HOLLIS, N.H. — With the next Republican presidential primary debate around the corner, Rand Paul's supporters are nervous he will hurt his chances by boycotting that event, as he did the last one, if he again doesn't qualify for the main stage.
"Skipping the undercard debate, he got a lot of free press doing that, but I think it only works once," State Rep. Keith Ammon, R-New Boston, told the Washington Examiner shortly before Paul took the stage at a town hall in Ammon's district.
Ammon and his colleague, Rep. Eric Eastman, R-Nashua, both endorsed Paul early and expressed confident in his ground operation in New Hampshire. But the two state legislators suggested that skipping the next GOP debate, the final one before voting kicks off with the Iowa caucuses, could backfire for the already low-polling candidate.
Paul wouldn't be rewarded with "the same attention" if he pulls the move a second time around, Ammon said.
Indeed, it would be difficult for the senator to draw a similar amount of publicity for the same stunt. After Paul announced his decision to skip the undercard debate, he was invited to appear on "The Dr. Oz Show," "The Daily Show" and other cable news and talk radio programs.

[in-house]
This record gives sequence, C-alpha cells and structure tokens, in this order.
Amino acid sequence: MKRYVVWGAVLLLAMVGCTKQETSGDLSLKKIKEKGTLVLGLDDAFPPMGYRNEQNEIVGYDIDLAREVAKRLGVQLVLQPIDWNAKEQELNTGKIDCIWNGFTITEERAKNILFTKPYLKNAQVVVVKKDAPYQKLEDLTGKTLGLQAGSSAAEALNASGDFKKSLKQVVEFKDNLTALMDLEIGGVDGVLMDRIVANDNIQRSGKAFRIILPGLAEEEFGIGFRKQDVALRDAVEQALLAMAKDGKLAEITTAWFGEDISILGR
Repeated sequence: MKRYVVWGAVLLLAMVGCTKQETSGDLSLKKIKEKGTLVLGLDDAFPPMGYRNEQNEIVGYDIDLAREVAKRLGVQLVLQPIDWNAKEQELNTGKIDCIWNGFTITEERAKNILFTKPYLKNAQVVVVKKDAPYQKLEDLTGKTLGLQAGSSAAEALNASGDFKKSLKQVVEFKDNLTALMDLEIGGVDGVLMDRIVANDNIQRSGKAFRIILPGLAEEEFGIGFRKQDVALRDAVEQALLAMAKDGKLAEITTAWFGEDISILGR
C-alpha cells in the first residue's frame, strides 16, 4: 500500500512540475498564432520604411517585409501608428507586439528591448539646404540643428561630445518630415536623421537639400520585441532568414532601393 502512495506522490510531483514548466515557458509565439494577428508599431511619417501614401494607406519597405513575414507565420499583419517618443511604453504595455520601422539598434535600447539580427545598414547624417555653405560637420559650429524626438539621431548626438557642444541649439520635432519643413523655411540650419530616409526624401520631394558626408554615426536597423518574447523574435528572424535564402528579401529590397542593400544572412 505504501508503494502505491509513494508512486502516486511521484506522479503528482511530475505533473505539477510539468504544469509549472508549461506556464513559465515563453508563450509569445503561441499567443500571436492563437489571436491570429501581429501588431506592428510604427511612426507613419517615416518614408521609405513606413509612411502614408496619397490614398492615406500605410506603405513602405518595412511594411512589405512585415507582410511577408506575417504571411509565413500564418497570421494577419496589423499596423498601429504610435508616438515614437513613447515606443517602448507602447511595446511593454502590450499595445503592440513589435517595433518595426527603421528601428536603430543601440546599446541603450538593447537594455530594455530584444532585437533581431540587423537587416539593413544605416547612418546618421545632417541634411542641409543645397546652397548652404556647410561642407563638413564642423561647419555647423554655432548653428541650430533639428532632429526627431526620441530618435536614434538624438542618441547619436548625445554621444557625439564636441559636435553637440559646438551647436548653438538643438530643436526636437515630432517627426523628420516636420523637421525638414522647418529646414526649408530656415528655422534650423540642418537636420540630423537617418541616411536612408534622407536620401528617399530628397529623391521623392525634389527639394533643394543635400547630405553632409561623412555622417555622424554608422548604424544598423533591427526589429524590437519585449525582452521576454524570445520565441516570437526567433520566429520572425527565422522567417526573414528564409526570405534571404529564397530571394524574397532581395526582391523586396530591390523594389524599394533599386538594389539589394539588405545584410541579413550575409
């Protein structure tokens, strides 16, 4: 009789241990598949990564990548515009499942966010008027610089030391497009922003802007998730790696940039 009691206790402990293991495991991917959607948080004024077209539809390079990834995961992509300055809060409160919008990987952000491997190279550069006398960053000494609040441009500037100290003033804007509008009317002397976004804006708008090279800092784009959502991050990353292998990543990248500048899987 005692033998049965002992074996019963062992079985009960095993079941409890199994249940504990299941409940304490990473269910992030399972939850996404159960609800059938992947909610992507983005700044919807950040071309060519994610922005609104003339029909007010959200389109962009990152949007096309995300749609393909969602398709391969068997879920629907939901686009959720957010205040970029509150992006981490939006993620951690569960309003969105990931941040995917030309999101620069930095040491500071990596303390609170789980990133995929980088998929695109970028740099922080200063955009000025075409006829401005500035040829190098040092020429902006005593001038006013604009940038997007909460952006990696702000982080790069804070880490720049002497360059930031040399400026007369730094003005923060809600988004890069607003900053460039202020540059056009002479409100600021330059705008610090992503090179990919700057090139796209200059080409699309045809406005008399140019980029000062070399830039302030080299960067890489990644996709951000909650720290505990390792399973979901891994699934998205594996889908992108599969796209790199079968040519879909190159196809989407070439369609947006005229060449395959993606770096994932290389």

Paul refused to say whether he would decline an invitation to the next debate on Jan. 28 if it turns out he's ineligible to participate in the prime-time event.
"We're going to continue to lobby the Republican National Committee to make sure the inclusion is fair," he told the Examiner.
Paul wouldn't budge after being pressed further for a "yes" or "no" answer.
"We expect to be in the debate," he said. "That's the answer."
The libertarian-leaning GOP hopeful, who's polling at less than 3 percent nationally and around 4 percent in the Granite State, later told reporters he was happy with the outcome of his decision to skip last Thursday's debate.
"I think I won," he said, half jokingly. "We think we actually have a ground game and an organization that rivals any campaign in Iowa and New Hampshire, so it was a good decision not to let the media dictate a classification or pre-decide the election."
Paul holds the No. 9 slot in the Washington Examiner's post-debate presidential power rankings. He is slated to spend the next four days campaigning in Iowa.